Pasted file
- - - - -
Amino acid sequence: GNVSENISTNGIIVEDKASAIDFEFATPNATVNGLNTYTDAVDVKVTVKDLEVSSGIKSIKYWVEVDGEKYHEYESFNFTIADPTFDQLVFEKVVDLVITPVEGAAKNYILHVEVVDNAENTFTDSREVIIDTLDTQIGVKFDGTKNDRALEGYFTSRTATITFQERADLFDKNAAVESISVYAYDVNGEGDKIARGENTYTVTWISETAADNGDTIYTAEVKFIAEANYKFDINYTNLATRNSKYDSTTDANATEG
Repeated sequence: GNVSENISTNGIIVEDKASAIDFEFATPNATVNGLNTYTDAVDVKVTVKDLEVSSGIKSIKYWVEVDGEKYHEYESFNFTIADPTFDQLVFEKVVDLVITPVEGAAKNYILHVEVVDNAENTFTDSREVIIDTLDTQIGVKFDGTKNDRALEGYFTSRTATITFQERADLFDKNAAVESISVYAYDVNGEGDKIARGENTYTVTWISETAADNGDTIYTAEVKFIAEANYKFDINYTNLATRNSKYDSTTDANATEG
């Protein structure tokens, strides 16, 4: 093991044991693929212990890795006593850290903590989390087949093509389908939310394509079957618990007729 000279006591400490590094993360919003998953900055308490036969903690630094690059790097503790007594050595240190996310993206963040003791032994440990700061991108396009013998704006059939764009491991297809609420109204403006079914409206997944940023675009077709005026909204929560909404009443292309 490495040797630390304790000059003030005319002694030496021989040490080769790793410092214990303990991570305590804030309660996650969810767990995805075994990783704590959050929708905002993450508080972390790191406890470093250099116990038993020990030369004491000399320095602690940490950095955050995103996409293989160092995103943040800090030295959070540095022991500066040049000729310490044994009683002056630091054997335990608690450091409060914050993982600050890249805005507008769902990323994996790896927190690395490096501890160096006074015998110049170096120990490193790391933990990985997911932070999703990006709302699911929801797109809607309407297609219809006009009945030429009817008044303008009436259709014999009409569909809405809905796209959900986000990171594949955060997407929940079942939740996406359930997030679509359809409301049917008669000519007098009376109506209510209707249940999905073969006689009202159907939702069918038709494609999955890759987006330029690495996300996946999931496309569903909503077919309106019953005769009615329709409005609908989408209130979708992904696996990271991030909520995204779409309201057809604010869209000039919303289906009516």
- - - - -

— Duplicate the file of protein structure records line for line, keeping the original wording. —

Amino acid sequence: GNVSENISTNGIIVEDKASAIDFEFATPNATVNGLNTYTDAVDVKVTVKDLEVSSGIKSIKYWVEVDGEKYHEYESFNFTIADPTFDQLVFEKVVDLVITPVEGAAKNYILHVEVVDNAENTFTDSREVIIDTLDTQIGVKFDGTKNDRALEGYFTSRTATITFQERADLFDKNAAVESISVYAYDVNGEGDKIARGENTYTVTWISETAADNGDTIYTAEVKFIAEANYKFDINYTNLATRNSKYDSTTDANATEG
Repeated sequence: GNVSENISTNGIIVEDKASAIDFEFATPNATVNGLNTYTDAVDVKVTVKDLEVSSGIKSIKYWVEVDGEKYHEYESFNFTIADPTFDQLVFEKVVDLVITPVEGAAKNYILHVEVVDNAENTFTDSREVIIDTLDTQIGVKFDGTKNDRALEGYFTSRTATITFQERADLFDKNAAVESISVYAYDVNGEGDKIARGENTYTVTWISETAADNGDTIYTAEVKFIAEANYKFDINYTNLATRNSKYDSTTDANATEG
């Protein structure tokens, strides 16, 4: 093991044991693929212990890795006593850290903590989390087949093509389908939310394509079957618990007729 000279006591400490590094993360919003998953900055308490036969903690630094690059790097503790007594050595240190996310993206963040003791032994440990700061991108396009013998704006059939764009491991297809609420109204403006079914409206997944940023675009077709005026909204929560909404009443292309 490495040797630390304790000059003030005319002694030496021989040490080769790793410092214990303990991570305590804030309660996650969810767990995805075994990783704590959050929708905002993450508080972390790191406890470093250099116990038993020990030369004491000399320095602690940490950095955050995103996409293989160092995103943040800090030295959070540095022991500066040049000729310490044994009683002056630091054997335990608690450091409060914050993982600050890249805005507008769902990323994996790896927190690395490096501890160096006074015998110049170096120990490193790391933990990985997911932070999703990006709302699911929801797109809607309407297609219809006009009945030429009817008044303008009436259709014999009409569909809405809905796209959900986000990171594949955060997407929940079942939740996406359930997030679509359809409301049917008669000519007098009376109506209510209707249940999905073969006689009202159907939702069918038709494609999955890759987006330029690495996300996946999931496309569903909503077919309106019953005769009615329709409005609908989408209130979708992904696996990271991030909520995204779409309201057809604010869209000039919303289906009516």